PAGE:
After breakfast – head to the world class Larco Museum. The Larco has Peru’s best collection of Pre Colombian artefacts and is from a private collection. The journey from downtown Miraflores or San Isidro takes around 40 minutes. Try to leave after 9:30 to avoid Lima’s heavy traffic. The museum is housed in a beautiful colonial home across the road from an Inca ‘Huaca‘ or Pyramid style ruin.
For lunch – see day one’s dinner or lunch options! Or try some of the fantastic Peruvian – Japanese fusion food at Edo or Nikita. If Chinese is more your style, check out a local ‘Chifa‘ they abound throughout the city and especially in the Chinatown district or ‘barrio chino’ where you can be a short stroll from this afternoons recommendation.
No trip to Lima would be complete without a visit to the Colonial centre. Visit the majestic Cathedral, built in the 16th century and rival to many in Europe. Lima was known as the city of kings and during its heyday was amongst the wealthiest cities in the world. For those looking for a glimpse of the macabre, visit the cities catacombs or the museum of the Spanish Inquisition. Finish off with a Pisco sour at the Bolivar hotel – rumoured to be the first place in Peru to serve one! The hotel is long past its heyday but a good spot to sample history!
As you can probably tell, there is certainly plenty to do. If buying souvenirs try to squeeze a visit to the Inca market in a street called Petit Thouars, often prices here are better than in the provinces including Puno and Cusco.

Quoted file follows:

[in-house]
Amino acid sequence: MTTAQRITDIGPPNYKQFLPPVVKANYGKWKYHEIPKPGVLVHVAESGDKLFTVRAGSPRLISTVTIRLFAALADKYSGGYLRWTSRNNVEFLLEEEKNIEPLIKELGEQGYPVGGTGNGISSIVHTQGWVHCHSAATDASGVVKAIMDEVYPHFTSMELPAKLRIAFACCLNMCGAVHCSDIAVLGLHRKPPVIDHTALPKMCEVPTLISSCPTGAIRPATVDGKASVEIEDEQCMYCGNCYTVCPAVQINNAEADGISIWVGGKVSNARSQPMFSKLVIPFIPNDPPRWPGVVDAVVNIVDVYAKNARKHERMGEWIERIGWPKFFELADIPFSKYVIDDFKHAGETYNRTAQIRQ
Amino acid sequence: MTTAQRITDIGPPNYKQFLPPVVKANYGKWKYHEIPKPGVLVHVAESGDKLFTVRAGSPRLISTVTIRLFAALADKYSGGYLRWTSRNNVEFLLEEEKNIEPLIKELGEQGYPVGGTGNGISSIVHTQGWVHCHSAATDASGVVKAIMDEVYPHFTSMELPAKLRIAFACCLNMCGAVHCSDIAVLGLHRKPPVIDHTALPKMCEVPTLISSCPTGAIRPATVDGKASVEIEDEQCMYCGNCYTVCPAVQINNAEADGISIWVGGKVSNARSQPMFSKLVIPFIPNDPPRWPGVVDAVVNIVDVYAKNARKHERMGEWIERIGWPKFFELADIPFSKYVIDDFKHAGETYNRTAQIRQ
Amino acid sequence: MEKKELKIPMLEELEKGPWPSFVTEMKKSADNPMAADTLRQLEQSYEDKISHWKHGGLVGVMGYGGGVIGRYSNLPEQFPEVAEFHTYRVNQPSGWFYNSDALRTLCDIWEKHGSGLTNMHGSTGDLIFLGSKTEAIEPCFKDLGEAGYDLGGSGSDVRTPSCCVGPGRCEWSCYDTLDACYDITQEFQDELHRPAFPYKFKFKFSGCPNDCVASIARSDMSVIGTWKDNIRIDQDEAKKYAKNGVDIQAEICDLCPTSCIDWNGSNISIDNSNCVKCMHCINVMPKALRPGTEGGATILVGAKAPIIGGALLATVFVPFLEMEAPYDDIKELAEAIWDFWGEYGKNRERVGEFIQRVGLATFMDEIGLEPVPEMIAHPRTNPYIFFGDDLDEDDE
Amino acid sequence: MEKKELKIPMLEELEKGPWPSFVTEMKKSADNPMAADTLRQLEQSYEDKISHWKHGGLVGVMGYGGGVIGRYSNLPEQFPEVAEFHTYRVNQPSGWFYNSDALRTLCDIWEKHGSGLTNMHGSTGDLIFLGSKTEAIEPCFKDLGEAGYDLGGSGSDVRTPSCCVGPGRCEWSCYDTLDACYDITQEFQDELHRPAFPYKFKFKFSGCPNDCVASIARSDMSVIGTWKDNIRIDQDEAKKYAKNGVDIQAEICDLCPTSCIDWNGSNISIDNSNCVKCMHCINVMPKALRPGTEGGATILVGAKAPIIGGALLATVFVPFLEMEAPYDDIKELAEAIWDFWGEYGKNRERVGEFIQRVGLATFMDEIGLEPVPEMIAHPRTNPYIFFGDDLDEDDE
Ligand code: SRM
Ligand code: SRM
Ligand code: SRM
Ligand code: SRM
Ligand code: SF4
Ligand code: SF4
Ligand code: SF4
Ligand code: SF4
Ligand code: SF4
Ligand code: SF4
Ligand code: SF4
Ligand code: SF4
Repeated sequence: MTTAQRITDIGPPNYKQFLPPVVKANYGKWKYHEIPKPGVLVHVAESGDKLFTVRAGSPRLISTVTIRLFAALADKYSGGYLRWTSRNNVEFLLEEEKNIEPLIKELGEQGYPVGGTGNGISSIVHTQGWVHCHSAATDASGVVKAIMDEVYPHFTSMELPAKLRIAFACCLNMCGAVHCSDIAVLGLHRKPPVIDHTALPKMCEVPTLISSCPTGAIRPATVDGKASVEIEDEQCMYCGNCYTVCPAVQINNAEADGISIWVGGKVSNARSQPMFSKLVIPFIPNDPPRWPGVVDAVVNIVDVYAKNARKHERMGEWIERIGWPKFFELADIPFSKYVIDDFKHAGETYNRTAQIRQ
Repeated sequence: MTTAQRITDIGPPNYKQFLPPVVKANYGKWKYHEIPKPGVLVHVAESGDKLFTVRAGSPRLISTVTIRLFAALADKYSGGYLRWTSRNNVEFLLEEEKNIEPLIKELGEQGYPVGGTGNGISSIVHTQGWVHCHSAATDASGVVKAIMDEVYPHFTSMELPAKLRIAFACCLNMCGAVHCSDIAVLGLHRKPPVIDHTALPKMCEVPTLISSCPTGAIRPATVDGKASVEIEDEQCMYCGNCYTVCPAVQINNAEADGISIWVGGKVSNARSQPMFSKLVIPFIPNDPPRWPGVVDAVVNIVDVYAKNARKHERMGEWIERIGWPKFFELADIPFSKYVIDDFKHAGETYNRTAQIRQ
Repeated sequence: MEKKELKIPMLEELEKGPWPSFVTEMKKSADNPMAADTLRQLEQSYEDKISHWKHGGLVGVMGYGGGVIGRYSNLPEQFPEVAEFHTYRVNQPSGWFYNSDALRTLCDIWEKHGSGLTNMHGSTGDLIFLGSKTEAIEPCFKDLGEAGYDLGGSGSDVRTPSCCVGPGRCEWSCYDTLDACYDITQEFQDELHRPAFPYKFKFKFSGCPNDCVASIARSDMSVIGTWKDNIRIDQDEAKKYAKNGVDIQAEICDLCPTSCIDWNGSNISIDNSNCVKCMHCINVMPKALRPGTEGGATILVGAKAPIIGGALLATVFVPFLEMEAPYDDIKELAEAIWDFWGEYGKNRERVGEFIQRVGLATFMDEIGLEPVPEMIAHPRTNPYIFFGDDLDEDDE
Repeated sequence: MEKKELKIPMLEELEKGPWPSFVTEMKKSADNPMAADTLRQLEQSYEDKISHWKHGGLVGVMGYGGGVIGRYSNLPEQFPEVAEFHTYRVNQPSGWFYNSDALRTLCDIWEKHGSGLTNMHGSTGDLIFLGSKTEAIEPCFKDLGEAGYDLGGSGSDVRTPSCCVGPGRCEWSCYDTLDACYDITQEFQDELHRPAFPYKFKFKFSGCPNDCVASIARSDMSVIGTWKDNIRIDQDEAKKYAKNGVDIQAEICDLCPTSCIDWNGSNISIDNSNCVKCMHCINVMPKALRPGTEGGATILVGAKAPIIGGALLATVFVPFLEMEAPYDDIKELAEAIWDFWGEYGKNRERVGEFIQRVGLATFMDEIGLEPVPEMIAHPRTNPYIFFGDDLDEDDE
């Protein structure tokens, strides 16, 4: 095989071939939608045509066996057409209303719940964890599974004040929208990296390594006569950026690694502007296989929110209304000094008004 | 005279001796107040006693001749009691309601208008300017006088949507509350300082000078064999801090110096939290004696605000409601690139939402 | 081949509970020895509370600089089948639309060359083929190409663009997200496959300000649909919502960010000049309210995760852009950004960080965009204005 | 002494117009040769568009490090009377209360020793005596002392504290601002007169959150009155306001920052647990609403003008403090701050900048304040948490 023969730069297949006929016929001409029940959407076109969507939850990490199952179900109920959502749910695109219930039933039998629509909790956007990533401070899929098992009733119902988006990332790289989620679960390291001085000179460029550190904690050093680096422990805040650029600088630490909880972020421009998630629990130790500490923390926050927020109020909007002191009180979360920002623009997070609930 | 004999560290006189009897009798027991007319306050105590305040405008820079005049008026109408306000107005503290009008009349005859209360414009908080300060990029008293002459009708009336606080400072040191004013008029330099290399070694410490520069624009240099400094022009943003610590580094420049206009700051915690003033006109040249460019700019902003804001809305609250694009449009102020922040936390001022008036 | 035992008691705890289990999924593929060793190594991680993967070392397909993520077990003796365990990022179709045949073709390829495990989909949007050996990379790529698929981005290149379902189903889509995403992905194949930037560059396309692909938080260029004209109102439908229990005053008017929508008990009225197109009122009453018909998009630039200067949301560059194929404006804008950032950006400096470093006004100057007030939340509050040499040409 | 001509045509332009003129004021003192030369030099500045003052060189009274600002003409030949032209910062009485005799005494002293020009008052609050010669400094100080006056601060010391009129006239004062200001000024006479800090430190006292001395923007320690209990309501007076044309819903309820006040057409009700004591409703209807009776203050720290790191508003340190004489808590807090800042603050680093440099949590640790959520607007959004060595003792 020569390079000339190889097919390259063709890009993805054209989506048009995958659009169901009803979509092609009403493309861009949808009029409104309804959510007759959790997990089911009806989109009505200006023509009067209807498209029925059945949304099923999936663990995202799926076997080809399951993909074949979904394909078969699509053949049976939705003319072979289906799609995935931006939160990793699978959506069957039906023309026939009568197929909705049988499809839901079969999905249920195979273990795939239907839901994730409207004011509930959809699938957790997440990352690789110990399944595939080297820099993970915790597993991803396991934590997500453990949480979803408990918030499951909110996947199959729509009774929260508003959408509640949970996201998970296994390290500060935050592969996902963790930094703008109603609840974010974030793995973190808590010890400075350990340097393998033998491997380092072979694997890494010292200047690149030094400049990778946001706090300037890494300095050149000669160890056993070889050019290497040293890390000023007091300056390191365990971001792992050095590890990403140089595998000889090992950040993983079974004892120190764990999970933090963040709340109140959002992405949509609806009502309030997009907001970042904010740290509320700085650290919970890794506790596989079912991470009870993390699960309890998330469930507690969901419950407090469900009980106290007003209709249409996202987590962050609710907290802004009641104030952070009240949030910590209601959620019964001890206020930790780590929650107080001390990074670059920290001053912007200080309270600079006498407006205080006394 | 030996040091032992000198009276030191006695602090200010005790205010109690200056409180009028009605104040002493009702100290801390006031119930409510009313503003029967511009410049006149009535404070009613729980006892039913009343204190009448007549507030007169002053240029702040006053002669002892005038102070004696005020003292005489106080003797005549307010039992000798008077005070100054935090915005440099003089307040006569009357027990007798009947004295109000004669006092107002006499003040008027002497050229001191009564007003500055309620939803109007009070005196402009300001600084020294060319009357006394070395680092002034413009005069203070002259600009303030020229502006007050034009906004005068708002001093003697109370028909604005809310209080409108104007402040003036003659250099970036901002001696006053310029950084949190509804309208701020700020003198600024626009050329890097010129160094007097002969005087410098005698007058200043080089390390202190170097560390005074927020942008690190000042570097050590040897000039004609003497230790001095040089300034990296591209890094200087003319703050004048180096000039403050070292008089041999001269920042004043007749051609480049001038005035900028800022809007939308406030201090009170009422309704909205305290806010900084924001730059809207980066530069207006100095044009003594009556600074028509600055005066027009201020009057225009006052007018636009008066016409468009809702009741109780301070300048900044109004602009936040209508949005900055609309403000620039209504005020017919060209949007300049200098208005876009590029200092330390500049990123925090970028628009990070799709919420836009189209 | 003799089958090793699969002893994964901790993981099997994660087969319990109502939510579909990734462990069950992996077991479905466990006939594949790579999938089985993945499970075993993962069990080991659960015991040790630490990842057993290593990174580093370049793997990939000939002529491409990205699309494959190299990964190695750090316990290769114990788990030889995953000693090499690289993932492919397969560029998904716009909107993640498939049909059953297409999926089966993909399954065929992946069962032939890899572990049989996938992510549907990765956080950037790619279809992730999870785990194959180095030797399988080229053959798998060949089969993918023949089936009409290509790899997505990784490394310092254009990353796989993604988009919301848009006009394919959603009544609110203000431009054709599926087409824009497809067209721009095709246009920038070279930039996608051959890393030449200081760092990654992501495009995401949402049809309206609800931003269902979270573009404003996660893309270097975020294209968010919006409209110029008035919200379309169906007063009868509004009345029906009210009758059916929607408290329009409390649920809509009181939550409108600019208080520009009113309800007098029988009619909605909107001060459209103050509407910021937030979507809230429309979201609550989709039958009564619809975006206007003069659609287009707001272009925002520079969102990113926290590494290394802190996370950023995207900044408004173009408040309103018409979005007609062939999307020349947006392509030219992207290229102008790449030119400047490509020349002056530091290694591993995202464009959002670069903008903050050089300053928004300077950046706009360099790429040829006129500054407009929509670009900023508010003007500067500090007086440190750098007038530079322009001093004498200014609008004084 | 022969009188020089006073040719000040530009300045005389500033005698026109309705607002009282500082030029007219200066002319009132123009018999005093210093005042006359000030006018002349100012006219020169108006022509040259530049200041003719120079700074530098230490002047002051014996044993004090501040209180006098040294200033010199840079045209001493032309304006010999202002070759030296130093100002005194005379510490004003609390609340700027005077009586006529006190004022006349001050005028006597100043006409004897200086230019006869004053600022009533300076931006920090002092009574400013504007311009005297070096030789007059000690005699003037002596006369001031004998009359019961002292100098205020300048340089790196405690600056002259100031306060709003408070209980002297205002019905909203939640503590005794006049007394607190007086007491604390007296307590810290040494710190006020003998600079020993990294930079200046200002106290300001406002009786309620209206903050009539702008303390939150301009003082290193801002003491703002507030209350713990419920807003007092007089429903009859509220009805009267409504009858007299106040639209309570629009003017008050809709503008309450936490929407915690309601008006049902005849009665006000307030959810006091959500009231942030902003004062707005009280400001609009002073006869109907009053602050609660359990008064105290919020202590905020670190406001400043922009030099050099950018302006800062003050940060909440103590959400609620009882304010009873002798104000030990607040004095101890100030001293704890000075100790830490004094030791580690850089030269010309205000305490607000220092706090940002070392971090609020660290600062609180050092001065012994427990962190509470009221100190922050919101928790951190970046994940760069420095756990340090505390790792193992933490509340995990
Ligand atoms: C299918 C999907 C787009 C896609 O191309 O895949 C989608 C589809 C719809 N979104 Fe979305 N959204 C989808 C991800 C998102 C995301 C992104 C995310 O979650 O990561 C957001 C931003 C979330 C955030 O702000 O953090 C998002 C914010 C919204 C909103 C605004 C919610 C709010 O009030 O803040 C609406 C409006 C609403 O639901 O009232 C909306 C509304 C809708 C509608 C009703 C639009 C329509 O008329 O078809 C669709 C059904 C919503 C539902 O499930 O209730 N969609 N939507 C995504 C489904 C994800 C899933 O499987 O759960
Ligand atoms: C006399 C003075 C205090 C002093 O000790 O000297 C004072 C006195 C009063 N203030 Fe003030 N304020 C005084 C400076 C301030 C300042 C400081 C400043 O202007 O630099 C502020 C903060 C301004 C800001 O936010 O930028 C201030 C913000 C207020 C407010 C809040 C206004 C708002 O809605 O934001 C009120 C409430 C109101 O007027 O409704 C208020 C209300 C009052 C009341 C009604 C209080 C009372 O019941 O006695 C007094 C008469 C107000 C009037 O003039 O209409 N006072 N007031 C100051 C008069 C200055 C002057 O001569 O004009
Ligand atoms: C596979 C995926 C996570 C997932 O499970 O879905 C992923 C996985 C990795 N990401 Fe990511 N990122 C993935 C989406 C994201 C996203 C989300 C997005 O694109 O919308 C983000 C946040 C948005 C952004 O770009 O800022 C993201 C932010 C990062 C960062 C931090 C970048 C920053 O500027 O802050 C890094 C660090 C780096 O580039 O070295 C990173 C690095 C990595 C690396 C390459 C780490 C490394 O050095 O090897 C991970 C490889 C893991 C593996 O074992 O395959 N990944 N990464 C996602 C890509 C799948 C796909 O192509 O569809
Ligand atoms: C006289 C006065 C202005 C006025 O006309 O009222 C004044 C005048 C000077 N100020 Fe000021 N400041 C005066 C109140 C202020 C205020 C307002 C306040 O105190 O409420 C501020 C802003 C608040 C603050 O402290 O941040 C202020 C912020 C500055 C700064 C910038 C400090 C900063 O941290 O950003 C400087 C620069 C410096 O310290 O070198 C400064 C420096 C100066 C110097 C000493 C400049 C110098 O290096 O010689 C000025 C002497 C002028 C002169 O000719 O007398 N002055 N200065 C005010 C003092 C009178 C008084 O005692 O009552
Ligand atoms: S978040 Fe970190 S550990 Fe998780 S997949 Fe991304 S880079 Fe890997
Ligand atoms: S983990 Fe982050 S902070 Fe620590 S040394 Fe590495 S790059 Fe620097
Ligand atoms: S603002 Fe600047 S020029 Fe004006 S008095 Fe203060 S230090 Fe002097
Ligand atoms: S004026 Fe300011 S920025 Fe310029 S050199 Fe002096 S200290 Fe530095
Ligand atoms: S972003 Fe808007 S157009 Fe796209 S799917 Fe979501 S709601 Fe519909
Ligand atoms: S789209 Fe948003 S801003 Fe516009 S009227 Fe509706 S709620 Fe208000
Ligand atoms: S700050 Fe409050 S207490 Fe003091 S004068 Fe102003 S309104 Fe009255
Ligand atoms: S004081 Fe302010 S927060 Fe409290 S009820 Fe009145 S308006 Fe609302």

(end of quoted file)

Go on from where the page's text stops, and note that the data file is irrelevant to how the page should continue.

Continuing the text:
Before you wind up your time in Lima – visit Colonial Barranco. Barranco is the bohemian heart of the city with magnificent colonial era buildings, boutique hotels, galleries and bars. A great bar to visit to is Ayahuasca bar – A Peruvian themed bar with a huge range of Pisco cocktails to sample.
If dancing is your thing – visit one of Barranco’s traditional ‘Pena’ bars, where Afro Peruvian beats will keep you dancing until the wee hours with ordinary, everyday Peruvians from all walks of life and age groups. Peru’s second love after food is music – Like most Latin nations you can find music for all tastes, but traditional music is best found here. A ‘Pena’ is the perfect way to finish off a busy couple of days and experience this vibrant city from feeling its heart and soul.
I love Lima – she will grab you, and drag you in. Seduce you with her charms, and then give you a damn good shake that will rock you to your core! Go and check it out. Whether you are after a traditional stopover or an extended stay – It will be something you won’t regret, just make sure you spend some time to get to know her… you won’t regret it! As to where to stay, the accommodation choice is as varied as this amazing city – talk to us and we can tell you all about it!